It’s no wonder people get crushed rushing into the stores.
But if you do have people on your shopping list, you can reduce income inequality by simply shifting about 5% of your purchasing to poor neighborhoods. Try out a coffee shop, eat lunch at a hole-in-the-wall ethnic bistro, check out the arts and crafts place. Buy your groceries once in a while in that neighborhood.
Researchers were shocked to find that if as few as 5 percent of commercial transactions were changed—so that capital flowed from richer to poorer neighborhoods—income inequality in those cities was drastically reduced, up to 80 percent.
Want an alternative to the Holi-daze? Give charities. You’ll find a bunch of charities you never heard of if you start searching for ones tied to interests of your family members.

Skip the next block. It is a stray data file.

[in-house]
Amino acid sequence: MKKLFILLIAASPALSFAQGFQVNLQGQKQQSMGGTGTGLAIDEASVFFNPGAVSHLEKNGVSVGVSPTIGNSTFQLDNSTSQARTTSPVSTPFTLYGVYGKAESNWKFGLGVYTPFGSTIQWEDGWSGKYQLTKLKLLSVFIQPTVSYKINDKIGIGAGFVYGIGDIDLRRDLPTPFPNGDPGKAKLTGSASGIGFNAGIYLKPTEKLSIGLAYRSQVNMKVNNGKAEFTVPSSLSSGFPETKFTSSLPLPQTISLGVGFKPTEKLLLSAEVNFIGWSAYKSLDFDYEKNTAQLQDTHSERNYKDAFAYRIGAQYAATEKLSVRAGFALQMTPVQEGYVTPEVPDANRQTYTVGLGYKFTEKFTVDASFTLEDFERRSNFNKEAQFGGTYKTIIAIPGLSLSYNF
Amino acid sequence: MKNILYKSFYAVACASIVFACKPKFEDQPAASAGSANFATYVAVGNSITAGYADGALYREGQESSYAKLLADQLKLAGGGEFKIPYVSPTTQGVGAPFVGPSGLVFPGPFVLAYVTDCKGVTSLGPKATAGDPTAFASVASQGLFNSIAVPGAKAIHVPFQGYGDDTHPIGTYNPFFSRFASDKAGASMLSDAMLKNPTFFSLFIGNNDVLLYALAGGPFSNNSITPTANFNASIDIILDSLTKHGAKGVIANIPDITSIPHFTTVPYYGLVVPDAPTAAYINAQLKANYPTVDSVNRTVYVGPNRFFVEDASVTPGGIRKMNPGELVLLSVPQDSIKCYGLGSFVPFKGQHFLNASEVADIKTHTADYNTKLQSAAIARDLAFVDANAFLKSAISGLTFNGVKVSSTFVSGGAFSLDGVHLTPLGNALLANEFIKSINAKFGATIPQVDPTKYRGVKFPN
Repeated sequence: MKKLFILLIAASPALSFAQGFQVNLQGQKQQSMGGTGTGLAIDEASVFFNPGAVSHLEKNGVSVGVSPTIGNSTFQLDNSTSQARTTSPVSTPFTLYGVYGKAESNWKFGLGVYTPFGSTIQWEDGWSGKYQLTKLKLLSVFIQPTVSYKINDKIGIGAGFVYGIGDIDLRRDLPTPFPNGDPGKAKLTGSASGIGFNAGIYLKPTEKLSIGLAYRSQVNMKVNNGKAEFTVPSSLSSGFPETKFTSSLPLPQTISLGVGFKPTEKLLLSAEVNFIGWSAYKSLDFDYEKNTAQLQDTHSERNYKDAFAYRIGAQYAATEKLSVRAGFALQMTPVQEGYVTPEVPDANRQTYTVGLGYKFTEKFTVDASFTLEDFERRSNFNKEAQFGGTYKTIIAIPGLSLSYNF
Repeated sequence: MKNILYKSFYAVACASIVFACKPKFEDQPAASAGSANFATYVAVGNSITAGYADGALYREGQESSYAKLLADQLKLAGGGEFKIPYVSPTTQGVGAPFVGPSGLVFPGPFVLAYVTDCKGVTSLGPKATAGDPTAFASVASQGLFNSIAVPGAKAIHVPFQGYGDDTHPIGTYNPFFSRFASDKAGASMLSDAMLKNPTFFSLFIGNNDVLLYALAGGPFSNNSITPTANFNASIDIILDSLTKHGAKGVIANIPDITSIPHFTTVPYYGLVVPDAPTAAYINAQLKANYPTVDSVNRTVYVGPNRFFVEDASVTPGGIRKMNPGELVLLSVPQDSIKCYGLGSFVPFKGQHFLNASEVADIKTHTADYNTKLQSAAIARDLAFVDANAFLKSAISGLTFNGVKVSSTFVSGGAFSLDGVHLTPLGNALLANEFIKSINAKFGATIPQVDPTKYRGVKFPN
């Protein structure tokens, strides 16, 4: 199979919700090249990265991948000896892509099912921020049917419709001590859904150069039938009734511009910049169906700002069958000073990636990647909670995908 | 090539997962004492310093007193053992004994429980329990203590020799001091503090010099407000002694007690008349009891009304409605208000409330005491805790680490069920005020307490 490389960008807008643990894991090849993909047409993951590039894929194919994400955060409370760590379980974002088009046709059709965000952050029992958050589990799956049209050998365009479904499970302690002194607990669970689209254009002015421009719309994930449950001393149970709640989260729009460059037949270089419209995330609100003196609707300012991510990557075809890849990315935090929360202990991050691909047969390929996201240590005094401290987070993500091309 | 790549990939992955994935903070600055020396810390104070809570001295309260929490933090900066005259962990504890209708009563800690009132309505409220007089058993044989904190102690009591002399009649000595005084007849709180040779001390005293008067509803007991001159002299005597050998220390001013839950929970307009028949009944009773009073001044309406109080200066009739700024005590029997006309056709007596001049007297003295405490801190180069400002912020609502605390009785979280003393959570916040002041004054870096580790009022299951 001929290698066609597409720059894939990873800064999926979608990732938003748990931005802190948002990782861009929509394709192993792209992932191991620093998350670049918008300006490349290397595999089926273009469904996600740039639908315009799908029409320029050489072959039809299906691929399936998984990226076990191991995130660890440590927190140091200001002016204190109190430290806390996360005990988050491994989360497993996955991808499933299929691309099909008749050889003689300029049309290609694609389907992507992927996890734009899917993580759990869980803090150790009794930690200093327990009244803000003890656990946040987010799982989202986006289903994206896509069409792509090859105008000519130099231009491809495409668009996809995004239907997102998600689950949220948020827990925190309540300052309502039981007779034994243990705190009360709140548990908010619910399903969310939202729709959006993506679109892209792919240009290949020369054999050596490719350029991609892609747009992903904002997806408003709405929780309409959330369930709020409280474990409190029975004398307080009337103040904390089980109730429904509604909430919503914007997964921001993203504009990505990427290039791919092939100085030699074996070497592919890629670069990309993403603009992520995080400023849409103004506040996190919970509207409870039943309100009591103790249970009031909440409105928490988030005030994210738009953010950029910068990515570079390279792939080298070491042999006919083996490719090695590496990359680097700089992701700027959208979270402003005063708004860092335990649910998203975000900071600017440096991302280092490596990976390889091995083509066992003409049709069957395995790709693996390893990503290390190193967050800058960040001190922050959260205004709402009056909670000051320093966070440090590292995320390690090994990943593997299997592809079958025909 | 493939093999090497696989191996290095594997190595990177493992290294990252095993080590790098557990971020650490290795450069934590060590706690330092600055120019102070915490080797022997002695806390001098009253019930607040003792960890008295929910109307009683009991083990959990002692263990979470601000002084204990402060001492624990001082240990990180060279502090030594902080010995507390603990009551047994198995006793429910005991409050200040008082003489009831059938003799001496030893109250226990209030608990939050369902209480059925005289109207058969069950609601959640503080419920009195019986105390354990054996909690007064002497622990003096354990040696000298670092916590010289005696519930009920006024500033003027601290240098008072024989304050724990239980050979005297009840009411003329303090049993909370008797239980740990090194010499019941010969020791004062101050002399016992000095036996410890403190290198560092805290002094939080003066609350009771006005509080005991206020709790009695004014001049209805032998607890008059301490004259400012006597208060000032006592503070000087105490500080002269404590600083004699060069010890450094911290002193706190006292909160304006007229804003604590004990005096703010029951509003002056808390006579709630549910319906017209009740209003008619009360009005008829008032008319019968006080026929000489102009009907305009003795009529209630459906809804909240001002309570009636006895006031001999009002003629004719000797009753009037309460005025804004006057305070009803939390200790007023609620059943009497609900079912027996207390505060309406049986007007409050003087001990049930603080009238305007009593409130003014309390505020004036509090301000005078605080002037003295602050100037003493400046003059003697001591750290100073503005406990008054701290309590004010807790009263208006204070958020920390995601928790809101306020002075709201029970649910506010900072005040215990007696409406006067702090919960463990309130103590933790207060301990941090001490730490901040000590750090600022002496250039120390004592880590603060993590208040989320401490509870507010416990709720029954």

When my neice was a tweener, she was in love with snow leopards. So I adopted one in her name for a year. My godchild was an avid soccer player so I found a charity that gives soccer balls to kids in war-torn areas to give them a sense of normalcy. When my neice grew up, I once asked her about my practice of giving charities: did she think it was weird, a cop out or did she like it? She said it was really cool; she got to brag about adopting an animal, supporting it for a year. And what about my soccer godchild? When I gave him a graduation check, he decided to give half of it away to charity.